My grandmother used to go to sleep at night listening to Larry King on the radio. He certainly has a knack for attracting interesting guests and drawing out what’s in their heart—and discussing Jesus with the likes of Billy Graham, Joyce Meyer and Joel Osteen.
That’s one reason why I was so disturbed when I heard about 81-year-old King’s statements on Power 105.1, a popular New York City morning radio show, “The Breakfast Club.” DJ Envy, Champagne Tha God and Angela Yee moved into eternal territory when the discussion turned to King’s wish to have his body frozen after he dies.
“I just taped Dr. Oz yesterday (last Wednesday) and he showed me what happens when they do that and it makes a lot of sense to me,” King said with regard to freezing his remains.
But what he said next is what really disturbed me.
“I don’t believe that I’m going anywhere. I’m not religious, so I believe when you die, you die and that’s it. So I’m so curious, and I like living and so I want one little chance,” said King.
“If I’m frozen and then they find a cure for whatever I died of and they could cure me, is that better than laying in the ground or being burnt while you’re dead? Those two ways you can’t get out, but I figure if I can be frozen and then something happens … It’s the one way grab at eternity to live. I don’t want to not exist.”
The Wrong Side of Eternity
King won’t “not exist.” The bad news is, if King does not accept Jesus as His Lord and Savior, he will exist on the wrong side of eternity. If King does not receive Christ, he will exist apart from a loving God who died to give him eternal life.
That’s why what disturbed me most of all is when King said he believes fear of death is what makes people religious—because it demonstrates that he doesn’t know how much God loves him.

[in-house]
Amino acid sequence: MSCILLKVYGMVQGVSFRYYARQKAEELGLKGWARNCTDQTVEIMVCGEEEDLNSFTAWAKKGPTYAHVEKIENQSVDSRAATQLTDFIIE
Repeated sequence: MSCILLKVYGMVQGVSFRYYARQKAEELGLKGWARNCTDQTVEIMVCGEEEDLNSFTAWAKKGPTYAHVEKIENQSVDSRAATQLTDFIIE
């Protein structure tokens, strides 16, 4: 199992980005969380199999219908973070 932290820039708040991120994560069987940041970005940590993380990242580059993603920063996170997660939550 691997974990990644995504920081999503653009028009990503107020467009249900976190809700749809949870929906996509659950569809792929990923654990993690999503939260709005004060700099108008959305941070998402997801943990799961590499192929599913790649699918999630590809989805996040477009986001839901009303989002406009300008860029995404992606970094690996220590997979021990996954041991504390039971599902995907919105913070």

“I think it’s the biggest fear people have. They might say they don’t. ‘I know I’m going somewhere. You don’t,” he said, followed by a statement that he absolutely is not a believer in God.
“I’m probably an atheist. Ah, I respect religion. I’ve interviewed every great religious leader except the Pope. … I’ve interviewed the Billy Grahams and the heads of the Mormon Church. … I don’t buy it,” King said. “I think the only reason for religion is death. If you didn’t die, there would be no religion.”
I don’t know if Billy Graham preached the gospel to King privately, but I’d be surprised if he didn’t and he was very clear publicly about the saving power of the cross on King’s show. Joyce Meyer was especially clear when she was on Larry King Live. You can’t mingle with that many religious leaders, interview them about their faith, and not hear the message of salvation somewhere along the lines.
King Needs Answers
So why does King characterize himself as “probably an atheist”?
“Probably not getting answers to questions,” he said. “The simple answer you get all the time is when you ask why does a baby die? Why is there a holocaust?” King said.
“I asked those questions, why did God allow Katrina and people get swept up and died and the typical answer is: ‘Well, we don’t question the ways of the Lord.’ Well, I do question the ways of the Lord … and if I don’t get answers, I question it.”
That last line actually encouraged me. Despite the fact that he said he’s not a believer in God, he just acknowledged he questions the ways of the Lord. That doesn’t sound like an atheist to me. It sounds like someone who has been searching for answers and has not been satisfied with the perceived silence.
That’s why I’m praying for Larry King. If my grandmother were alive, I believe she’d do the same—and I encourage you to pray for him. Pray that God would encounter his heart with an overwhelming sense of love and peace. Pray that God would answer His questions. Pray that laborers would enter his path, sowing the seeds of salvation.
King is 81 years old. He wants his body frozen—not burned—when he dies. It’s sadly ironic given the fate of those who reject Christ. Let’s pray that God will reach him before it’s too late.
The opinions expressed by columnists are their own and do not necessarily represent the views of Barb Wire.